Patients Lobby Lawmakers For Access to Medical Marijuana

Feb 2, 2016

Beth Collins and other families lobbying outside of the General Assembly Building in Richmond.

A fight to get access to lifesaving medication enters its second year at the state capitol.  It may be an uphill battle in this conservative state-- because the medication is derived from marijuana.

Last year, Virginia passed a law allowing Beth Collins to give her teenaged daughter, who suffers from severe epilepsy, the one substance that’s successfully treated her seizures -- an oil that comes from marijuana.

“I put it in a tiny dropper, put it under her tongue. Three times a day, she doesn’t like the taste, but it works,” said Collins.

Technically, Collins could still be arrested for possessing the substance -- but thanks to a law passed last year, she can avoid prosecution with a doctor’s note.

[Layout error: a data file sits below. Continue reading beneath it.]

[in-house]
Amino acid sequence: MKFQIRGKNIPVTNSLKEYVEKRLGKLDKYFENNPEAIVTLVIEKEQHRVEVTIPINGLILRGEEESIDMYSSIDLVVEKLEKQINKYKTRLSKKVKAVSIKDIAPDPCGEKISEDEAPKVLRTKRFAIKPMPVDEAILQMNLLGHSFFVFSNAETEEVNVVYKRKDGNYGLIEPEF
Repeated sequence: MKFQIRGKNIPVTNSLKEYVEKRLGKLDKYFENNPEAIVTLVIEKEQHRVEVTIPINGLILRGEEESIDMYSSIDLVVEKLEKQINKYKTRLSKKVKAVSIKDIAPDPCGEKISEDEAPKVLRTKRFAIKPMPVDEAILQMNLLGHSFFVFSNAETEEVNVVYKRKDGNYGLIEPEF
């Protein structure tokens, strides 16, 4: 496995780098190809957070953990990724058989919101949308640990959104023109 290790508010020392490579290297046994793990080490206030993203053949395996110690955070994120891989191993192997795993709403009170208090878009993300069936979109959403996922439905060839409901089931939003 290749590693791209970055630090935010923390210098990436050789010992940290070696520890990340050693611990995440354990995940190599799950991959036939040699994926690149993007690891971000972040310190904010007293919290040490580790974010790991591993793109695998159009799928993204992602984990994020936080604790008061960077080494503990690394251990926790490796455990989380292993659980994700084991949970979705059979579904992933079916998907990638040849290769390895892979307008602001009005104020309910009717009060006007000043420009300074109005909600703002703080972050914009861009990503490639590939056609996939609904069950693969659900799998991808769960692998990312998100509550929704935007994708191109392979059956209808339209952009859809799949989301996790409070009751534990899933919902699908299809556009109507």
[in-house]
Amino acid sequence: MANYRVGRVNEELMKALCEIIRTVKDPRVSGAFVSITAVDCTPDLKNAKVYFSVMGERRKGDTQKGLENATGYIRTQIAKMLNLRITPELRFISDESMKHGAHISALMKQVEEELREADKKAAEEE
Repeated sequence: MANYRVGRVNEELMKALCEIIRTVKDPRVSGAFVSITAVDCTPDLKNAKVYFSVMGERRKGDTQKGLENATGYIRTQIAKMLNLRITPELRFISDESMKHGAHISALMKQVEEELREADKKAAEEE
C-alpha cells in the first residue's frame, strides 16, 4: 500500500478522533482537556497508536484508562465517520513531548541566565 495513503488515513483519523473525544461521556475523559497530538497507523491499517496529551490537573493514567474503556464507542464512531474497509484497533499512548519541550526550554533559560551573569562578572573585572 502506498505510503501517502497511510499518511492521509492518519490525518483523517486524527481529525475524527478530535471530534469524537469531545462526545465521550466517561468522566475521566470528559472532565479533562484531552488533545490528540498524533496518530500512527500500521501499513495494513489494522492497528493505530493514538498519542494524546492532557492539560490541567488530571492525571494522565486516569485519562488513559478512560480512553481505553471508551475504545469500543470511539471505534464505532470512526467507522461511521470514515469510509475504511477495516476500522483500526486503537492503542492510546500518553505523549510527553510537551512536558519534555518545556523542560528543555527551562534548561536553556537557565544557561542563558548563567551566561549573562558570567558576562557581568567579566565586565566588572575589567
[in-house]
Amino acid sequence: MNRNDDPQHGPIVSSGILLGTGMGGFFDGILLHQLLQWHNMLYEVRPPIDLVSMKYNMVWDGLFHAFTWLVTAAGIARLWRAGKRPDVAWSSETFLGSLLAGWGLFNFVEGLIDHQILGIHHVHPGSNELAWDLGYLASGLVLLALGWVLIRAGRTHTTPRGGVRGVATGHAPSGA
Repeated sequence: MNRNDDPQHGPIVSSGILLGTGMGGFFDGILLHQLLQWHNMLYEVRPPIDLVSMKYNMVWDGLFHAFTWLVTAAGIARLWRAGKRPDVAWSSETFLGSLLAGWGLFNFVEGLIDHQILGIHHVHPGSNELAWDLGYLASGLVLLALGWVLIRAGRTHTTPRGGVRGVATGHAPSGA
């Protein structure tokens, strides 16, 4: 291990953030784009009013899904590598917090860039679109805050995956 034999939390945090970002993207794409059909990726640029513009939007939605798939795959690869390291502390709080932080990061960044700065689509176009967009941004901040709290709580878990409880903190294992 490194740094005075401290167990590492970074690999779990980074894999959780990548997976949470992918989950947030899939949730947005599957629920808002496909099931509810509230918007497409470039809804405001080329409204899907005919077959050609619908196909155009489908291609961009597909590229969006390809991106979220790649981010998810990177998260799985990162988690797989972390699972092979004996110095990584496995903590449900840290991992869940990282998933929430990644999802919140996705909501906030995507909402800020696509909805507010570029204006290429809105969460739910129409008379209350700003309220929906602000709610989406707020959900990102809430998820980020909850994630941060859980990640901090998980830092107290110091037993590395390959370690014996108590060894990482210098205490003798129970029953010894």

“So they can’t, you know, send us to jail,” said Collins.

Now, Collins is back at the capitol, along with other families seeking easier access to the treatment. The law they’re backing would allow Virginia pharmacies to create and sell the medication. This would give patients a legal way to access the drug.

“I’d rather not say where I obtain my medicine, which is sad, isn’t it?” Collins said. "I wish I could just go to the CVS and get it, but I can’t.”

27,000 Virginians are affected by severe seizures. Prescription drugs are available to treat epilepsy, but they don’t always work and often have severe side effects.